Monday, February 26, 2018

Beyond Spell Check: The Proof Is in the Reading

Did you take a nice long drive during the winter holidays? Do you find yourself making extended road trips on business? Many of us do -- which means that many of us find ourselves reading roadside billboards and other signage to stave off the boredom of the road. Even those of us who spend all our days in our offices are likely to encounter countless ads online and in print. We may create some of that content ourselves. If we're in a real hurry to beat a deadline, we may rush the copy to the printer after a quick run through a spell-checker. Then we see the final results, and we wish we hadn't done that.

Proofreading matters, if only because the errors you pump out will live forever on the Internet. Even if you're producing a sign or advertisement in a language most of your viewing public doesn't understand, somebody, somewhere, has devoted a humorous website to you.

Yes, your spell-checking tool catches lots of errors. But what about that misused word it doesn't recognize or that proper name it doesn't have in its database? That's why you must always give your marketing content a once-over with your own eyeballs. If your eyeballs are tired, put the content away and proofread it later. But proofread it.

Of course, you can dot every I and cross every T and still end up with a ludicrous misstatement. Somewhere along U.S. Highway 83 (I forget where) stands a roadside sign for a combination gas station and restaurant. The sign proclaims proudly -- and quite seriously -- "EAT HERE! GET GAS!"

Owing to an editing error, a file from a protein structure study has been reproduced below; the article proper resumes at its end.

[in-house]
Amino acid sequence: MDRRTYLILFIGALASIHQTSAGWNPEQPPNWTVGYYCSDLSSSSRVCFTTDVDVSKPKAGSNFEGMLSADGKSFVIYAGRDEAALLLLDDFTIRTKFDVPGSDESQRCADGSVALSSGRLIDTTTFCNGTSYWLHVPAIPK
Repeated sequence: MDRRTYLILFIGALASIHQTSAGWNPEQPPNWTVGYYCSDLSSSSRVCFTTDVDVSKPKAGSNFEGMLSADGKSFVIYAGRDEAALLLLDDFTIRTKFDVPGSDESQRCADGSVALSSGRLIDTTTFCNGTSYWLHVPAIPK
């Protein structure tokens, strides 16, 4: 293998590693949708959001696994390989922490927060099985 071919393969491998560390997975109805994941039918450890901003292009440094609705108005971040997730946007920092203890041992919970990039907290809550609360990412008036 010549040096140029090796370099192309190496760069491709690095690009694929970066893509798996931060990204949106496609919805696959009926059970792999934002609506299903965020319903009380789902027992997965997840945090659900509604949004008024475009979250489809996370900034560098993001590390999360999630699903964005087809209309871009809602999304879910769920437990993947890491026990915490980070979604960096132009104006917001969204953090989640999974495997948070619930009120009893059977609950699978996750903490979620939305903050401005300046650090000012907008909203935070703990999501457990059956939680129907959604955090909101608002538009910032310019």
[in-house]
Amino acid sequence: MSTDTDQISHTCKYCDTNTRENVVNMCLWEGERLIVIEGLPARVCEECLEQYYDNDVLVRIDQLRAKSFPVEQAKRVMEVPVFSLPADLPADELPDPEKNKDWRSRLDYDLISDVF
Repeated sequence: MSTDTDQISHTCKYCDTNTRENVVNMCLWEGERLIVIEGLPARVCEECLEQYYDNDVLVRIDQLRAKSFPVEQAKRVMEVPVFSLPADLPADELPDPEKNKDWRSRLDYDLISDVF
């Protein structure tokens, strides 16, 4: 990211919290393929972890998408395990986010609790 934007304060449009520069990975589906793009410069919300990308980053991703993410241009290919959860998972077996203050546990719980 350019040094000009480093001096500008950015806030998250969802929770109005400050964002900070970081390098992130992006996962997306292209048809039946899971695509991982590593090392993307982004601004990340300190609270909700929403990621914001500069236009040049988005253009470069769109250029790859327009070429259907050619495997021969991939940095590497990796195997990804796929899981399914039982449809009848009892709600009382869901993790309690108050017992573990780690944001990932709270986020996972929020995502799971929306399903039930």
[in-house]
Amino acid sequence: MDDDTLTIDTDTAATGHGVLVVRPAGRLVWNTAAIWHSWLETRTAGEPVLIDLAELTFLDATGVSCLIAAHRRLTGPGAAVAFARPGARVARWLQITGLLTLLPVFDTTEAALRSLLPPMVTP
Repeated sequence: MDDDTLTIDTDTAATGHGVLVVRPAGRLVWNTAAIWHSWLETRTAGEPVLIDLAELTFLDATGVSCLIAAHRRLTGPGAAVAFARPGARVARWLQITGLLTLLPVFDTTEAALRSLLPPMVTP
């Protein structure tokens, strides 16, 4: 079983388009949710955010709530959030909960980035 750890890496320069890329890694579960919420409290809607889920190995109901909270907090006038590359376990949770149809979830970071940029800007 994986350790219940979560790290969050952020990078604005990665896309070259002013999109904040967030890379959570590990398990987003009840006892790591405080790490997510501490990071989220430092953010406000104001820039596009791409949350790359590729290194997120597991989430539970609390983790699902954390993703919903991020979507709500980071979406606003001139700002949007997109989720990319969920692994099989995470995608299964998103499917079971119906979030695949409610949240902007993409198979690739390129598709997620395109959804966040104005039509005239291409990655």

You may encounter entire concepts that needed one more pass through the marketing department. How about that billboard that always seems to pop up in or around small towns -- the one for the BBQ place that depicts a cute cartoon pig squealing in terror as he runs from a guy with a butcher knife? Sure, it's funny if you're into that sort of thing, but does it really pull people off the highway with their stomachs growling? "Hey, you know that pig you were slashing to death on the billboard? I'd like some of that, with a side of slaw."

So consider this post a public service announcement. Don't just run your marketing content through a spell checker and call it done. Use human eyes and human brains. If you want some additional quality control, don't stop with your own evaluation. Have someone else look at it so you can get a second opinion, both on the mechanics and on the content itself. If you really want some quality assurance, hire a professional writer to proofread and edit your content. Better yet, let that professional writer create your content from scratch -- and lock in the quality from the very first word!